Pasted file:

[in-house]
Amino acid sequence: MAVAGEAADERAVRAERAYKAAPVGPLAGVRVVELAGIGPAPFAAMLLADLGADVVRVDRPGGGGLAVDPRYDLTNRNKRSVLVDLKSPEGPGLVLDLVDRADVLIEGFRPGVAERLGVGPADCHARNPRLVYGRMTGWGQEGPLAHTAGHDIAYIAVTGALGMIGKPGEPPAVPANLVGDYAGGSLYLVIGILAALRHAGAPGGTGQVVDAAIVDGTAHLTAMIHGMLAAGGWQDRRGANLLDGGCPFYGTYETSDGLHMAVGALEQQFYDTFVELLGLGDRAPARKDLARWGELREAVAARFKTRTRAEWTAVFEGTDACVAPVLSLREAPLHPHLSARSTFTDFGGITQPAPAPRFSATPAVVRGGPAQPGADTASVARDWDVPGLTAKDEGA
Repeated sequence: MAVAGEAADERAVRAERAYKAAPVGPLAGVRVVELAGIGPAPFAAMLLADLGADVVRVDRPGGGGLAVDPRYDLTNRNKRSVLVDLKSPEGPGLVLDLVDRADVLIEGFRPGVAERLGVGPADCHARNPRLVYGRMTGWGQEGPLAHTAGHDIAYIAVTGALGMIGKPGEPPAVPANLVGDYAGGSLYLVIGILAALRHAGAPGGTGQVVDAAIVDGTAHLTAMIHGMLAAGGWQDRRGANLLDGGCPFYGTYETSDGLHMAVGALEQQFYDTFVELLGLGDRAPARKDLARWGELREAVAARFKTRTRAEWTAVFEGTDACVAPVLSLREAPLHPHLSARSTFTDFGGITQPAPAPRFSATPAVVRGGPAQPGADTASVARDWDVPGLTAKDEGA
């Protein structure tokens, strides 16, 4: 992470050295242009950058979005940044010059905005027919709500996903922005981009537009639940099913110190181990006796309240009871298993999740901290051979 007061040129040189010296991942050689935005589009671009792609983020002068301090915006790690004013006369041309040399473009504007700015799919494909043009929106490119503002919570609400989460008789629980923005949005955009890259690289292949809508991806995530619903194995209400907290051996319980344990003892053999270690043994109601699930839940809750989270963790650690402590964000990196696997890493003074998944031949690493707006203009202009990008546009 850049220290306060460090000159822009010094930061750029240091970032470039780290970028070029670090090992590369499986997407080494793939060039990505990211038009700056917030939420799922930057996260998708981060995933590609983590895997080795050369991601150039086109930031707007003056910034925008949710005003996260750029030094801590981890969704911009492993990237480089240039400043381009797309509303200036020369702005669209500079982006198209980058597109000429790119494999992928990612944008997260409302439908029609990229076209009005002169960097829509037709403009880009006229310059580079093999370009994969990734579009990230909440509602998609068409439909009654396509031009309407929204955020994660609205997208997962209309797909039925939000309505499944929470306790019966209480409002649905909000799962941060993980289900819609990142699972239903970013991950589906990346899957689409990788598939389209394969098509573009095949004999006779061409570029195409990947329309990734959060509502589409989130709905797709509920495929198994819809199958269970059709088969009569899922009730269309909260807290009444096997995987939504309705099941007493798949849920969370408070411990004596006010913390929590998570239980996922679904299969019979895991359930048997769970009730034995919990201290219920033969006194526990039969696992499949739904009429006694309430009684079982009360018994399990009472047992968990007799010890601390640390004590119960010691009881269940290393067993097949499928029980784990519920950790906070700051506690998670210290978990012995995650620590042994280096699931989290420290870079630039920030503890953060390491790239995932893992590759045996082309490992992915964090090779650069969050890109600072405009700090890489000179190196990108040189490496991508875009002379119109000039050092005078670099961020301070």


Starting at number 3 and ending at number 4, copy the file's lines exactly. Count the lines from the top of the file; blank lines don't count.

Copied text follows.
Repeated sequence: MAVAGEAADERAVRAERAYKAAPVGPLAGVRVVELAGIGPAPFAAMLLADLGADVVRVDRPGGGGLAVDPRYDLTNRNKRSVLVDLKSPEGPGLVLDLVDRADVLIEGFRPGVAERLGVGPADCHARNPRLVYGRMTGWGQEGPLAHTAGHDIAYIAVTGALGMIGKPGEPPAVPANLVGDYAGGSLYLVIGILAALRHAGAPGGTGQVVDAAIVDGTAHLTAMIHGMLAAGGWQDRRGANLLDGGCPFYGTYETSDGLHMAVGALEQQFYDTFVELLGLGDRAPARKDLARWGELREAVAARFKTRTRAEWTAVFEGTDACVAPVLSLREAPLHPHLSARSTFTDFGGITQPAPAPRFSATPAVVRGGPAQPGADTASVARDWDVPGLTAKDEGA
């Protein structure tokens, strides 16, 4: 992470050295242009950058979005940044010059905005027919709500996903922005981009537009639940099913110190181990006796309240009871298993999740901290051979 007061040129040189010296991942050689935005589009671009792609983020002068301090915006790690004013006369041309040399473009504007700015799919494909043009929106490119503002919570609400989460008789629980923005949005955009890259690289292949809508991806995530619903194995209400907290051996319980344990003892053999270690043994109601699930839940809750989270963790650690402590964000990196696997890493003074998944031949690493707006203009202009990008546009 850049220290306060460090000159822009010094930061750029240091970032470039780290970028070029670090090992590369499986997407080494793939060039990505990211038009700056917030939420799922930057996260998708981060995933590609983590895997080795050369991601150039086109930031707007003056910034925008949710005003996260750029030094801590981890969704911009492993990237480089240039400043381009797309509303200036020369702005669209500079982006198209980058597109000429790119494999992928990612944008997260409302439908029609990229076209009005002169960097829509037709403009880009006229310059580079093999370009994969990734579009990230909440509602998609068409439909009654396509031009309407929204955020994660609205997208997962209309797909039925939000309505499944929470306790019966209480409002649905909000799962941060993980289900819609990142699972239903970013991950589906990346899957689409990788598939389209394969098509573009095949004999006779061409570029195409990947329309990734959060509502589409989130709905797709509920495929198994819809199958269970059709088969009569899922009730269309909260807290009444096997995987939504309705099941007493798949849920969370408070411990004596006010913390929590998570239980996922679904299969019979895991359930048997769970009730034995919990201290219920033969006194526990039969696992499949739904009429006694309430009684079982009360018994399990009472047992968990007799010890601390640390004590119960010691009881269940290393067993097949499928029980784990519920950790906070700051506690998670210290978990012995995650620590042994280096699931989290420290870079630039920030503890953060390491790239995932893992590759045996082309490992992915964090090779650069969050890109600072405009700090890489000179190196990108040189490496991508875009002379119109000039050092005078670099961020301070």